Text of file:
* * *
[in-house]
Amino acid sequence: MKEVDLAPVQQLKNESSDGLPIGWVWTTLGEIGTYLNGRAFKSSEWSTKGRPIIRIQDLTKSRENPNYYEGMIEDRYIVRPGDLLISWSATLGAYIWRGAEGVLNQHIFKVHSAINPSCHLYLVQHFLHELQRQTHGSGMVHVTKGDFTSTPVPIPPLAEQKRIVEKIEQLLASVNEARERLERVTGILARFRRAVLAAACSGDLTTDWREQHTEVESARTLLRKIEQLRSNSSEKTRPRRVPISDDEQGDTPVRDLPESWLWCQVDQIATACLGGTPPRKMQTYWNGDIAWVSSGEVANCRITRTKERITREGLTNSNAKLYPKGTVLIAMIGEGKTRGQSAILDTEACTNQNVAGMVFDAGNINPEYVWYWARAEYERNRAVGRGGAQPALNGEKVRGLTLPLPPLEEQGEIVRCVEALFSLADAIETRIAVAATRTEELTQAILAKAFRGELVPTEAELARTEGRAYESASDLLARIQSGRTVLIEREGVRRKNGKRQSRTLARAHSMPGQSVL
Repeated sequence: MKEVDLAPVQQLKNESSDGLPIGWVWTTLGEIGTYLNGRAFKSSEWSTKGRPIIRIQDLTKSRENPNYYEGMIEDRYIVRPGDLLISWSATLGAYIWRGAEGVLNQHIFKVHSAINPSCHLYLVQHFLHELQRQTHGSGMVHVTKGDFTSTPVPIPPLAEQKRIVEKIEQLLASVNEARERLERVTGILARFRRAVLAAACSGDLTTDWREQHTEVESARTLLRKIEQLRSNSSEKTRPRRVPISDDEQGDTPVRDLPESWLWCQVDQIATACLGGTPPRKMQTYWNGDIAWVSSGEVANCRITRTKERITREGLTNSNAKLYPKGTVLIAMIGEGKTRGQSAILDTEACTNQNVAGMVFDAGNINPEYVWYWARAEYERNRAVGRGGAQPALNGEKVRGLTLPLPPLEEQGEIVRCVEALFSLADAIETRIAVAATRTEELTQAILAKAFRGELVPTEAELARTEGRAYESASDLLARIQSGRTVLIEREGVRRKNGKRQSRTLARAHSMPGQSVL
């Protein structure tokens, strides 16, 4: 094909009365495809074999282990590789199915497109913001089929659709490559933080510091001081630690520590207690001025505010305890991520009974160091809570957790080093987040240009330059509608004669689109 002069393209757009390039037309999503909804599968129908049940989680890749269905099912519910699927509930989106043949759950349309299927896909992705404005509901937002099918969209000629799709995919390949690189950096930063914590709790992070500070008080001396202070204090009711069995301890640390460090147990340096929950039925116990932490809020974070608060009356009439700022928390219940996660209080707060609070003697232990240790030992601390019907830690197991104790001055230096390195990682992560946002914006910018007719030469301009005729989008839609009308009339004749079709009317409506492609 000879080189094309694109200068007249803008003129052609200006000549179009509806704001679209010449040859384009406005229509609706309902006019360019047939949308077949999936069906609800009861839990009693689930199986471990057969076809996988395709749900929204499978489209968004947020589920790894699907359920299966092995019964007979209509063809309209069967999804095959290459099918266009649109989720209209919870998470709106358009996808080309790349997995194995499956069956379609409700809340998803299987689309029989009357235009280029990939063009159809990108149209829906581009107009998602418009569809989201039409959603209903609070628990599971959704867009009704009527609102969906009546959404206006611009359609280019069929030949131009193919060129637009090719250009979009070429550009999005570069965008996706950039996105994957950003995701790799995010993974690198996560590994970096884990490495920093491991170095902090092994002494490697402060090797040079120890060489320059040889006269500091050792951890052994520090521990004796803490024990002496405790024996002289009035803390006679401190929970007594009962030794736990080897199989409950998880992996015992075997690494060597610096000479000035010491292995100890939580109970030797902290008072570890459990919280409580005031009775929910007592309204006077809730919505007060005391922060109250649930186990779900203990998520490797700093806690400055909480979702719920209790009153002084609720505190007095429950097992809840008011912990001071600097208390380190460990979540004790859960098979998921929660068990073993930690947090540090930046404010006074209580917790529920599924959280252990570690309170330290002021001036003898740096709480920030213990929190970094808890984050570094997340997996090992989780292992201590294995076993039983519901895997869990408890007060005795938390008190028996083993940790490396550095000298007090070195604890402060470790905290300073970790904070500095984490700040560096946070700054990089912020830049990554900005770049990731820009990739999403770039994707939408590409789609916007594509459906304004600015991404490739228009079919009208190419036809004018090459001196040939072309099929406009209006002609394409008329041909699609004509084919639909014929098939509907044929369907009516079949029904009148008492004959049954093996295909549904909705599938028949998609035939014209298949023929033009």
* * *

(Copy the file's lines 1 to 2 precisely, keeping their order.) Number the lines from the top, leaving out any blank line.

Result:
[in-house]
Amino acid sequence: MKEVDLAPVQQLKNESSDGLPIGWVWTTLGEIGTYLNGRAFKSSEWSTKGRPIIRIQDLTKSRENPNYYEGMIEDRYIVRPGDLLISWSATLGAYIWRGAEGVLNQHIFKVHSAINPSCHLYLVQHFLHELQRQTHGSGMVHVTKGDFTSTPVPIPPLAEQKRIVEKIEQLLASVNEARERLERVTGILARFRRAVLAAACSGDLTTDWREQHTEVESARTLLRKIEQLRSNSSEKTRPRRVPISDDEQGDTPVRDLPESWLWCQVDQIATACLGGTPPRKMQTYWNGDIAWVSSGEVANCRITRTKERITREGLTNSNAKLYPKGTVLIAMIGEGKTRGQSAILDTEACTNQNVAGMVFDAGNINPEYVWYWARAEYERNRAVGRGGAQPALNGEKVRGLTLPLPPLEEQGEIVRCVEALFSLADAIETRIAVAATRTEELTQAILAKAFRGELVPTEAELARTEGRAYESASDLLARIQSGRTVLIEREGVRRKNGKRQSRTLARAHSMPGQSVL